Passengers and Parents: As a passenger or a parent, you can also do your part to discourage distracted driving. Speak up if the driver seems distracted. Ask them to focus on driving and put their device down. Emphasize that texts and phone calls can wait. You can also reduce distractions by assisting with navigation or making adjustments to the radio. Parents can play an important role in helping their teen adopt safe driving behaviors. Set consequences and have a conversation with your teen about what is expected when driving or when riding in a car with friends. Set an example by keeping YOUR eyes on the road and your hands free while driving. For more tips, the CDC provides helpful Resources for Parents.
Employers: As an employer, you can take steps to ensure your employees don't engage in distracted driving behaviors. If your business requires employees to drive during their workday, you may consider registering your employees for Beacon's Motor Vehicle Safety Course offered quarterly. Your company can also develop a written cell phone policy for all drivers that includes a disciplinary procedure whenever a driver violates the policy. When accidents happen, you should ensure that there is a thorough investigation to determine the root cause. With all incidents, it is important to take steps to prevent similar occurrences in the future. Keep reminding your employees about safe driving. Consider holding regular safety meetings and emphasize the importance of preventing distracted driving throughout the year.
Rhode Island State Law Prohibits Hand-Held Devices while Driving
According to the law which took effect in June 2018, drivers cannot hold a cell phone or other wireless device while operating a vehicle in Rhode Island. The use of headphones or other accessories that cover both ears is also prohibited. Drivers can use in-car or other hands-free systems or accessories. If a police officer observes you holding a phone and talking or texting while driving, you may be pulled over and fined up to $100. Visit the RI Department of Transportation Hands Free webpage to learn more and download a printable flyer.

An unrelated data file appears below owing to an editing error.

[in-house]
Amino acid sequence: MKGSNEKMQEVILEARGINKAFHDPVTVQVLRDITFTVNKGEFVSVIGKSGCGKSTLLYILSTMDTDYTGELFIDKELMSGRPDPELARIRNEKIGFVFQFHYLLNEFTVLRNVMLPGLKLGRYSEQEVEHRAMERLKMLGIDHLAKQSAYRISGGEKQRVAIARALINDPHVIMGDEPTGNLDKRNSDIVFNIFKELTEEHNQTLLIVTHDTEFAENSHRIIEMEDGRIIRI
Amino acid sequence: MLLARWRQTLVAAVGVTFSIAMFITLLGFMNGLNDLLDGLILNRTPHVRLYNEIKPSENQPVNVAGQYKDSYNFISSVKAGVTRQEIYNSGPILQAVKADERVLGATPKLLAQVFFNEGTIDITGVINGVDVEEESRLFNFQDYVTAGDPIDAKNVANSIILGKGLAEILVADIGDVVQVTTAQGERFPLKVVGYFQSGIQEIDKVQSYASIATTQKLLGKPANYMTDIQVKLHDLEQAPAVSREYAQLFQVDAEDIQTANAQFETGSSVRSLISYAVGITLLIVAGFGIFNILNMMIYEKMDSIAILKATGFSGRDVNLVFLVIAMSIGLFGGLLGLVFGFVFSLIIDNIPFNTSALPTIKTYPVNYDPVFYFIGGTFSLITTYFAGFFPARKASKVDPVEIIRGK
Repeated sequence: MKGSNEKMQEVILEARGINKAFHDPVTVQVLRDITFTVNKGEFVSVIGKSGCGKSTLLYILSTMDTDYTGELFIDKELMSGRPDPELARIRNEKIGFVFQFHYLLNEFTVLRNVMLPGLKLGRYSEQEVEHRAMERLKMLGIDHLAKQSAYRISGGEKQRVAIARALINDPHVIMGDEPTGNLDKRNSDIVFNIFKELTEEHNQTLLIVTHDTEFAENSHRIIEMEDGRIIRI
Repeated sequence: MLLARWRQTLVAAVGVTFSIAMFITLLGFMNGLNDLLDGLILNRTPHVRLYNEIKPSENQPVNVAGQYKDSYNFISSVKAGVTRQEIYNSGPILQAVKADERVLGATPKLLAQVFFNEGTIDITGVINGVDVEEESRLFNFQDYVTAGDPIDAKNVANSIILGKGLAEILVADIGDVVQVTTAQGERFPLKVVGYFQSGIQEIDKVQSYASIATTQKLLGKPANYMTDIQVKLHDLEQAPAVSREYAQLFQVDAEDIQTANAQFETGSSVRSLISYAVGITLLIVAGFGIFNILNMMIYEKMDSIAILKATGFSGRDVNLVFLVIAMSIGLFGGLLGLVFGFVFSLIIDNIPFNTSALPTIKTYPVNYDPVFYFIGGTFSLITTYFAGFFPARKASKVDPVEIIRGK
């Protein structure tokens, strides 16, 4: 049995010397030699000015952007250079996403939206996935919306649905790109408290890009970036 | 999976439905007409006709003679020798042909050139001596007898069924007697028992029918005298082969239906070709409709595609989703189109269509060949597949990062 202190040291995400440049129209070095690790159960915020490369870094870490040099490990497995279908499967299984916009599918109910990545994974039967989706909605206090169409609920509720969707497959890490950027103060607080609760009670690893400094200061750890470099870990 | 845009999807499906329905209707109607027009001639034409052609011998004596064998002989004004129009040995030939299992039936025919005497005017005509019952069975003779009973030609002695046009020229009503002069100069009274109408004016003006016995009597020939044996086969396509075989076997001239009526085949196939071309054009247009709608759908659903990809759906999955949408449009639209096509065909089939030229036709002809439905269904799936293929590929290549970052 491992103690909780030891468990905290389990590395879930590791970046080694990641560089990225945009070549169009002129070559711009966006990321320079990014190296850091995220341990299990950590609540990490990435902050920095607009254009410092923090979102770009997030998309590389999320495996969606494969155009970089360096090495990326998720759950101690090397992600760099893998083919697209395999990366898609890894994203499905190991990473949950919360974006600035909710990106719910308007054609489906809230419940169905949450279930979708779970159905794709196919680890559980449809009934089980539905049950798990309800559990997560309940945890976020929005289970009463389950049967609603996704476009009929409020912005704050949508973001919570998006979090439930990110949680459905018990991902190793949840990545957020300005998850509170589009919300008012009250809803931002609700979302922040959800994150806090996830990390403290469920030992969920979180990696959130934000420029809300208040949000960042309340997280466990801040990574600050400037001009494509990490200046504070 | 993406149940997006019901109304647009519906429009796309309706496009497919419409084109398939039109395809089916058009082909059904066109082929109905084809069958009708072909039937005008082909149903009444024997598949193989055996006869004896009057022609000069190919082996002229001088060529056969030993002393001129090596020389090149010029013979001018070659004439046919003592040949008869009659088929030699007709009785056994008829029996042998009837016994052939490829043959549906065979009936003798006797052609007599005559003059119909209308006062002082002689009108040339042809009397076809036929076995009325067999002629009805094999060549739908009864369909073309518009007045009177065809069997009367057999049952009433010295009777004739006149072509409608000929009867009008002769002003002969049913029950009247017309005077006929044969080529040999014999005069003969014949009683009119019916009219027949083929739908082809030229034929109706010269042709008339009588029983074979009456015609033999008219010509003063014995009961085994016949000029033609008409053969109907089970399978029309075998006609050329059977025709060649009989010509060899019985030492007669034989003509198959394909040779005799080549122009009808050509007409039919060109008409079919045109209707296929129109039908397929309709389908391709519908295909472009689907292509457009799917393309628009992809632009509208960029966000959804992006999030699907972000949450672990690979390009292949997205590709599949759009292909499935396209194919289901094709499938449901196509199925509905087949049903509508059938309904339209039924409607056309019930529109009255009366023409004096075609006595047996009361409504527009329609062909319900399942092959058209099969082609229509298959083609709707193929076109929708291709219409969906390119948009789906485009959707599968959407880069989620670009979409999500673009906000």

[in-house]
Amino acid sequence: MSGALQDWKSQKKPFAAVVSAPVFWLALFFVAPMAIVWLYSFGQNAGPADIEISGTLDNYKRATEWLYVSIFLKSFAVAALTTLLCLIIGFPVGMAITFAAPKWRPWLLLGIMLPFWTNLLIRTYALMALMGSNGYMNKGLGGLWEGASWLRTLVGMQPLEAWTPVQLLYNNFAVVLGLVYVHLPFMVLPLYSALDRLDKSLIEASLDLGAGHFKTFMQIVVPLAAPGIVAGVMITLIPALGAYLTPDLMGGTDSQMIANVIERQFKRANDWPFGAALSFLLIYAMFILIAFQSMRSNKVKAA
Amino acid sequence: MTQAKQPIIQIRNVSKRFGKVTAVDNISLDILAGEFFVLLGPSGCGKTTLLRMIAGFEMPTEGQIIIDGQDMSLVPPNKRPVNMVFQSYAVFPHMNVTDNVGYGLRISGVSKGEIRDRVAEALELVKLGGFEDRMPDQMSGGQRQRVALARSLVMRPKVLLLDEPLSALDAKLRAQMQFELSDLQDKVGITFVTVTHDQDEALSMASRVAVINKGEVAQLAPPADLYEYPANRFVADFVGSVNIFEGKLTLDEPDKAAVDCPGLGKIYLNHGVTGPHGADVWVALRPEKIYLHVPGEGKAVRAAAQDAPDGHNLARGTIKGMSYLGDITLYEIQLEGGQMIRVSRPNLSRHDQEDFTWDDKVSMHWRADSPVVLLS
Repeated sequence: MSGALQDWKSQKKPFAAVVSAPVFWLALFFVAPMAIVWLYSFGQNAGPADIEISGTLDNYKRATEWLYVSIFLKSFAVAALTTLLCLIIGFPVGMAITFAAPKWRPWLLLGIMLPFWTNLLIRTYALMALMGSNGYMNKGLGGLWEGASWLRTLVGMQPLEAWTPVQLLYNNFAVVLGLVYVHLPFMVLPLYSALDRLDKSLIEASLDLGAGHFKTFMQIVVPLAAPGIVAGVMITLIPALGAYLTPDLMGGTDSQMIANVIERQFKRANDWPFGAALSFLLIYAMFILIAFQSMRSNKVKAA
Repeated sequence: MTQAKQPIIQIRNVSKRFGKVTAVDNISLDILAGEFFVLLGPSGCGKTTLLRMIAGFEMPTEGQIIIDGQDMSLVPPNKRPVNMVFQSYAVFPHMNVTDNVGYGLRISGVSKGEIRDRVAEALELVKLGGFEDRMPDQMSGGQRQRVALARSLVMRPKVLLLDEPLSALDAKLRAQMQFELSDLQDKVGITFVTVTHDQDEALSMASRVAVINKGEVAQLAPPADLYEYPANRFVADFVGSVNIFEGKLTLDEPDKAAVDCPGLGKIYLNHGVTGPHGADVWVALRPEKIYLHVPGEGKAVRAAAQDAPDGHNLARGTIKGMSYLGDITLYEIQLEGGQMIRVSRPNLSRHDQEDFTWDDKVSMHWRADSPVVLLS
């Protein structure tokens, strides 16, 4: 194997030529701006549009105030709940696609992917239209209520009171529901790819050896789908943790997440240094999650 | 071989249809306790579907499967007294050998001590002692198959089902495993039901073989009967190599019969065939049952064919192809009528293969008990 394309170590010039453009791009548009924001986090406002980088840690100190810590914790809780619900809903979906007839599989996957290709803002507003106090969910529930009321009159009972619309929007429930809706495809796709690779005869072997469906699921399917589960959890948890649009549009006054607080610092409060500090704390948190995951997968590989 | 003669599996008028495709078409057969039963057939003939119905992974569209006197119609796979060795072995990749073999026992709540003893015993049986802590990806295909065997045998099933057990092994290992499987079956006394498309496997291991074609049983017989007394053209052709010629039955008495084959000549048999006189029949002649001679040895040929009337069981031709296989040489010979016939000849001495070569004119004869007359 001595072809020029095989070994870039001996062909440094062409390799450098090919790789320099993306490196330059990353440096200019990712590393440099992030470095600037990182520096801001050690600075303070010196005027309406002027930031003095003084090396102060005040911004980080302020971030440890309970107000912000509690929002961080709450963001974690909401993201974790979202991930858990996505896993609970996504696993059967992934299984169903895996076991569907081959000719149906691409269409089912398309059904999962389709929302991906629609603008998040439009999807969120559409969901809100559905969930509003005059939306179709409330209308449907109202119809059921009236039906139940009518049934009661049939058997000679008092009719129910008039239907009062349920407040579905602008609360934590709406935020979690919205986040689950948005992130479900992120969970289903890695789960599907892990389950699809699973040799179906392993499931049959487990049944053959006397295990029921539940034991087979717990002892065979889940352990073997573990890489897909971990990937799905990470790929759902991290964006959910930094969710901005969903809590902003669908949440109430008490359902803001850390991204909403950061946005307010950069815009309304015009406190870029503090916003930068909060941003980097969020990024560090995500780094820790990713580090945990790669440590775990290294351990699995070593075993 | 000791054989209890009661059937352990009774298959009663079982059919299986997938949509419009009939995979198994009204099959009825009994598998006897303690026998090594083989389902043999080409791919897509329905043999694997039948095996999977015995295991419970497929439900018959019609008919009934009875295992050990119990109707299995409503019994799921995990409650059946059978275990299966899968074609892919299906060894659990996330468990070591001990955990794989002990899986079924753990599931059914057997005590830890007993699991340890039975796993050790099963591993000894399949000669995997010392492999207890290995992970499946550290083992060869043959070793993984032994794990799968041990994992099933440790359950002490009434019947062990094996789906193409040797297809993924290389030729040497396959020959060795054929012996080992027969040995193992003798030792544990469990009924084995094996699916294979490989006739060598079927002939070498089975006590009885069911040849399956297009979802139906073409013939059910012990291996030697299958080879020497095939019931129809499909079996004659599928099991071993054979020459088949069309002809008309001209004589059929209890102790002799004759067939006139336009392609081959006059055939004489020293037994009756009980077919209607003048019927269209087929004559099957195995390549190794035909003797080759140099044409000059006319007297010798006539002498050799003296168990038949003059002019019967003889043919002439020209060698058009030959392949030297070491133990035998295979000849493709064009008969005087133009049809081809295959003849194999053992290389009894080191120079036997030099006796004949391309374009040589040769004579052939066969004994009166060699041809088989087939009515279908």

Take the Pledge and Share
The National Safety Council encourages participation in the "Just Drive" campaign. You can sign up online to receive downloadable Distracted Driving Awareness Month materials including posters, fact sheets, infographics, social media posts and more. You can also commit to driving distraction-free by taking the NSC Just Drive Pledge.
- For more information about safe driving, read The Dangers of Distracted Driving.
- Beacon Mutual offers a Motor Vehicle Safety Course several times a year. Register or learn more by visiting Safety Seminars & Webinars.
- Beacon offers a Driving with Distractions course, one of more than 20 online driver safety courses offered free to policyholders from the Beacon Online University.
- The Safety Library includes downloadable safety alerts including Cell Phone Safety, 3-Second Driving Rule, Defensive Driving, and Winter Driving Tips.